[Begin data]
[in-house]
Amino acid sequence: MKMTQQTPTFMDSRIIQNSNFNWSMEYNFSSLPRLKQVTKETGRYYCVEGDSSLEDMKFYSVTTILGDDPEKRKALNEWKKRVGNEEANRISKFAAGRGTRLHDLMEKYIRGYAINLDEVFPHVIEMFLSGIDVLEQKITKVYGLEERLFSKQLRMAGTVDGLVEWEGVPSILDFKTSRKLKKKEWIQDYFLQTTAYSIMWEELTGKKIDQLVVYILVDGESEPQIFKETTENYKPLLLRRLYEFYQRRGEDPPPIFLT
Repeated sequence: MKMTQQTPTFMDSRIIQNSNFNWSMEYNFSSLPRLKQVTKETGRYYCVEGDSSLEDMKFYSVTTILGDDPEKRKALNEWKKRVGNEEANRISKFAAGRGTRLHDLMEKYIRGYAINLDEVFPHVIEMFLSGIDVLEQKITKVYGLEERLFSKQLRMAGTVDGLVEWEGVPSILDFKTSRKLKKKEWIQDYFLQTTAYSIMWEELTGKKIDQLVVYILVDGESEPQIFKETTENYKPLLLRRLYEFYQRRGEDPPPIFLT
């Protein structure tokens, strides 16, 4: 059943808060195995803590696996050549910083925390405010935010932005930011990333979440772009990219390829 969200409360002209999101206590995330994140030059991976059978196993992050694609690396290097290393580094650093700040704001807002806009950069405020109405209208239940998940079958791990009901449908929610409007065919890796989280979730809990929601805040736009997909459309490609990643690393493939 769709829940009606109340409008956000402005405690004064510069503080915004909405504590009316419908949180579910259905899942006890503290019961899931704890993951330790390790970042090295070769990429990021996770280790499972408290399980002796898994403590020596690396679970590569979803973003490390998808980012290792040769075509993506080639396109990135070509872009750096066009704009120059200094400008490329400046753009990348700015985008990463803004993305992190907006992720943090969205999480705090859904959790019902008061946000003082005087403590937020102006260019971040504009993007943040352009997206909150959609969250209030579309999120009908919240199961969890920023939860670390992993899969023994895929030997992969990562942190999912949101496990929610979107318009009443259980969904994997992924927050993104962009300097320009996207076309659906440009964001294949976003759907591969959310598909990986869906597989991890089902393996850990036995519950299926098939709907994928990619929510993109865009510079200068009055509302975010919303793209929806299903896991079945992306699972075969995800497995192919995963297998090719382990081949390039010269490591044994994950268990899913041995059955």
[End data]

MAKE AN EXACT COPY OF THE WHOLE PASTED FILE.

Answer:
[in-house]
Amino acid sequence: MKMTQQTPTFMDSRIIQNSNFNWSMEYNFSSLPRLKQVTKETGRYYCVEGDSSLEDMKFYSVTTILGDDPEKRKALNEWKKRVGNEEANRISKFAAGRGTRLHDLMEKYIRGYAINLDEVFPHVIEMFLSGIDVLEQKITKVYGLEERLFSKQLRMAGTVDGLVEWEGVPSILDFKTSRKLKKKEWIQDYFLQTTAYSIMWEELTGKKIDQLVVYILVDGESEPQIFKETTENYKPLLLRRLYEFYQRRGEDPPPIFLT
Repeated sequence: MKMTQQTPTFMDSRIIQNSNFNWSMEYNFSSLPRLKQVTKETGRYYCVEGDSSLEDMKFYSVTTILGDDPEKRKALNEWKKRVGNEEANRISKFAAGRGTRLHDLMEKYIRGYAINLDEVFPHVIEMFLSGIDVLEQKITKVYGLEERLFSKQLRMAGTVDGLVEWEGVPSILDFKTSRKLKKKEWIQDYFLQTTAYSIMWEELTGKKIDQLVVYILVDGESEPQIFKETTENYKPLLLRRLYEFYQRRGEDPPPIFLT
């Protein structure tokens, strides 16, 4: 059943808060195995803590696996050549910083925390405010935010932005930011990333979440772009990219390829 969200409360002209999101206590995330994140030059991976059978196993992050694609690396290097290393580094650093700040704001807002806009950069405020109405209208239940998940079958791990009901449908929610409007065919890796989280979730809990929601805040736009997909459309490609990643690393493939 769709829940009606109340409008956000402005405690004064510069503080915004909405504590009316419908949180579910259905899942006890503290019961899931704890993951330790390790970042090295070769990429990021996770280790499972408290399980002796898994403590020596690396679970590569979803973003490390998808980012290792040769075509993506080639396109990135070509872009750096066009704009120059200094400008490329400046753009990348700015985008990463803004993305992190907006992720943090969205999480705090859904959790019902008061946000003082005087403590937020102006260019971040504009993007943040352009997206909150959609969250209030579309999120009908919240199961969890920023939860670390992993899969023994895929030997992969990562942190999912949101496990929610979107318009009443259980969904994997992924927050993104962009300097320009996207076309659906440009964001294949976003759907591969959310598909990986869906597989991890089902393996850990036995519950299926098939709907994928990619929510993109865009510079200068009055509302975010919303793209929806299903896991079945992306699972075969995800497995192919995963297998090719382990081949390039010269490591044994994950268990899913041995059955």